Facebook's new mobile product isn't a phone, and it's not an operating system.
It's Facebook Home, a software platform that sits on top of Google's Android operating system and deeply integrates Facebook's content and communications into the OS and its apps.
"We're finally gonna talk about that Facebook phone," Facebook CEO Mark Zuckerberg joked during Thursday's press event.
Actually, Zuckerberg said, Facebook Home is about turning your Android phone into a Facebook device. The purpose of the new software product, he explained, is to redesign phones around people instead of apps and tasks.
Facebook Home's "cover feed" replaces the lock screen and home screen of an Android device with friends' posts and photos from Facebook as well as other social media services like Instagram and Foursquare. Users will still be able to access their apps and tasks by swiping their favorite apps into the Facebook Home launcher.
In addition, Facebook Home comes with "chat heads," which allows users to message friends while using other apps. When a friend messages you, a "chat head" profile with your friend's face appears in the corner of your screen. Chat heads include both SMS text messages as well as Facebook Messenger content.
"We wanted this to feel like system software and not just an app that your run," Zuckerberg said. "We think this is the best version of Facebook there is."
Zuckerberg discussed his company's "mobile first" strategy of enhancing the Facebook experience on mobile devices and explained why the company isn't getting into the mobile hardware or operating system market.
"So we're not building a phone, and we're not building an operating system," he said, referring to months of rumors and reports about a possible Facebook-branded mobile device. "A great phone might sell 10 or 20 million units at best, but our community has over 1 billion people. Even if we built a really good phone, we'd only be serving 1 percent [of Facebook's user base]."
In addition, Zuckerberg praised Google and its "commitment to openness" as well as Android's deep integration capabilities, making it clear the social networking company has no desire to compete in the already-crowded mobile OS market.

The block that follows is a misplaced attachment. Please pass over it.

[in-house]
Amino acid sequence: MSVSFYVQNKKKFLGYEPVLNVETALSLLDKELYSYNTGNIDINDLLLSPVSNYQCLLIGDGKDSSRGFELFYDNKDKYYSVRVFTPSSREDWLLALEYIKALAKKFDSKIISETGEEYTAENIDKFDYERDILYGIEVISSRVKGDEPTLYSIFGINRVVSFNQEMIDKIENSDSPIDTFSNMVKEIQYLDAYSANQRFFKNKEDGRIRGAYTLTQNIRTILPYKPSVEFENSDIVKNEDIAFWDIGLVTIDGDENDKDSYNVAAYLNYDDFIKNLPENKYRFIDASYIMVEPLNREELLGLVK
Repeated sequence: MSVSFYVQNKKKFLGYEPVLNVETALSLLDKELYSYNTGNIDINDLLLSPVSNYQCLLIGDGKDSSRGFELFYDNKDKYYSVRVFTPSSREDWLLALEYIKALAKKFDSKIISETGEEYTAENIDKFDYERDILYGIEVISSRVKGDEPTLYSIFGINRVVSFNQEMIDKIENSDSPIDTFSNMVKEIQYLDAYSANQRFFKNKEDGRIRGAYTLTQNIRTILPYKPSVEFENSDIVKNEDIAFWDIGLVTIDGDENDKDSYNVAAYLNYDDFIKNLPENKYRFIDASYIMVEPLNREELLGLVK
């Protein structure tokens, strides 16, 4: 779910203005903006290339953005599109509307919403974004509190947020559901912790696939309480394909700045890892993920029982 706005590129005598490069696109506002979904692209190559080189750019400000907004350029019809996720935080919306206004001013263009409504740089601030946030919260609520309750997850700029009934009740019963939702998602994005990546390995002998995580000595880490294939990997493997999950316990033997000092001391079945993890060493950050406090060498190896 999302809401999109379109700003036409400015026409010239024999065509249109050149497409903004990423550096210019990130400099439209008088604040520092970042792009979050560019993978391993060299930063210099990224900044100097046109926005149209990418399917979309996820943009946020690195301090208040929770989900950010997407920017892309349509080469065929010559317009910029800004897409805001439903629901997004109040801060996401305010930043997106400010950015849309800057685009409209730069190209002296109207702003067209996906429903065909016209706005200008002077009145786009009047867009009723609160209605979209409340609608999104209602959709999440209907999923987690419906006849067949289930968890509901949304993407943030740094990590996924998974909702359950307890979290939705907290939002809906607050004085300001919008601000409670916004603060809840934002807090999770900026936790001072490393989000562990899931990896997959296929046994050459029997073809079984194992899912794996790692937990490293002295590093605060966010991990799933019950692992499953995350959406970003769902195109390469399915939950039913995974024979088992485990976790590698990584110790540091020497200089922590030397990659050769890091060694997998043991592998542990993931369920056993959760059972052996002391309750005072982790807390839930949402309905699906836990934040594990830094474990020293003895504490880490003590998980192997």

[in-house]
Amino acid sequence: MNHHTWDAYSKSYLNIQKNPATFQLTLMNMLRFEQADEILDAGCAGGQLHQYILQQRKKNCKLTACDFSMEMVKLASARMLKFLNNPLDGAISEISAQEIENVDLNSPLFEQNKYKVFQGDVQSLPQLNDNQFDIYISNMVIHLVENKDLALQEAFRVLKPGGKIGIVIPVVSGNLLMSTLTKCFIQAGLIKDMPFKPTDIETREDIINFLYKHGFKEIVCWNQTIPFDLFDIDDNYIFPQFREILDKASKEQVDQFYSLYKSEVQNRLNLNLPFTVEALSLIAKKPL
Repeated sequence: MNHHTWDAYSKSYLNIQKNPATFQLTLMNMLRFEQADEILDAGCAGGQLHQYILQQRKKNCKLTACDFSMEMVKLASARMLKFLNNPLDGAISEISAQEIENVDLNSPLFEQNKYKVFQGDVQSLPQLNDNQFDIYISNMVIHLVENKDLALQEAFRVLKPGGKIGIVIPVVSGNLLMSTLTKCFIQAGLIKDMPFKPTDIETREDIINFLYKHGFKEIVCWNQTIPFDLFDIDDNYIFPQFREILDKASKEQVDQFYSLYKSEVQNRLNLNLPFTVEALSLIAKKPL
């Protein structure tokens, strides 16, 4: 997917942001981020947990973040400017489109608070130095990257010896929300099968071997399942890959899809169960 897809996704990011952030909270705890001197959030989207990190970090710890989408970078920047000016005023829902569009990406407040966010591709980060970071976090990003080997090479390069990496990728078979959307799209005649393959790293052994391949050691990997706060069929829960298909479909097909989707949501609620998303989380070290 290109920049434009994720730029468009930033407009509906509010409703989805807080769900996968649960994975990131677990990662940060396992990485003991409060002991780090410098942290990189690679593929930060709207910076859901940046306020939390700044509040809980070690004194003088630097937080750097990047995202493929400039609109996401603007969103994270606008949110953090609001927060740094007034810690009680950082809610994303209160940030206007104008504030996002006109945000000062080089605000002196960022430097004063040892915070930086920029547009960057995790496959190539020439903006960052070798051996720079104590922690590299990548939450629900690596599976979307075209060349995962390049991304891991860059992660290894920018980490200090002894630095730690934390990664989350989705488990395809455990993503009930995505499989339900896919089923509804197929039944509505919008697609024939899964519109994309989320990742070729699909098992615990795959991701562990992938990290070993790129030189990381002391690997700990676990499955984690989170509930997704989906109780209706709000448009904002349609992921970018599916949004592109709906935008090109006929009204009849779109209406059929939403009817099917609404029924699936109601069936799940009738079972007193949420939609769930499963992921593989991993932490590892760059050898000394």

Analysts see potential for Facebook Home, but there are some big questions ahead. For example, Jack Gold, research analyst at J. Gold Associates, believes Facebook Home is a step in the right direction for the social networking giant's mobile strategy but wonders how it will generate revenue.
"Obviously they make money on advertisers (and other services)," Gold wrote in his research note. "And increasing the user base is good for that. But will users find this as appealing once they have to put up with ads and other distractions?"
Meanwhile, Jan Dawson, chief telecoms analyst at Ovum, said that a more deeply integrated Facebook experience will help the company pull more user data for its advertiser. "It will allow Facebook to track more of a user's behavior on devices, and present more opportunities to serve up advertising, which is Facebook's main business model," Dawson wrote. "And that presents the biggest obstacle to success for this experiment: Facebook's objectives and users' are once again in conflict. Users don't want more advertising or tracking, and Facebook wants to do more of both."
Facebook Home will be available as a free download on Google Play for select Android devices, including HTC One X, HTC One X+, Samsung Galaxy S III and forthcoming S4, and Samsung Galaxy Note II.
In addition, HTC will be releasing the HTC One smartphone next week, which will be the only Android device that comes preloaded with Facebook Home. HTC CEO Peter Chou joined Zuckerberg on stage to introduce the device, which will be available exclusively through AT&T and will cost $99.99.
Facebook says it's working on a tablet version of Facebook Home that should launch sometimes in the next few months.
PUBLISHED APRIL 4, 2013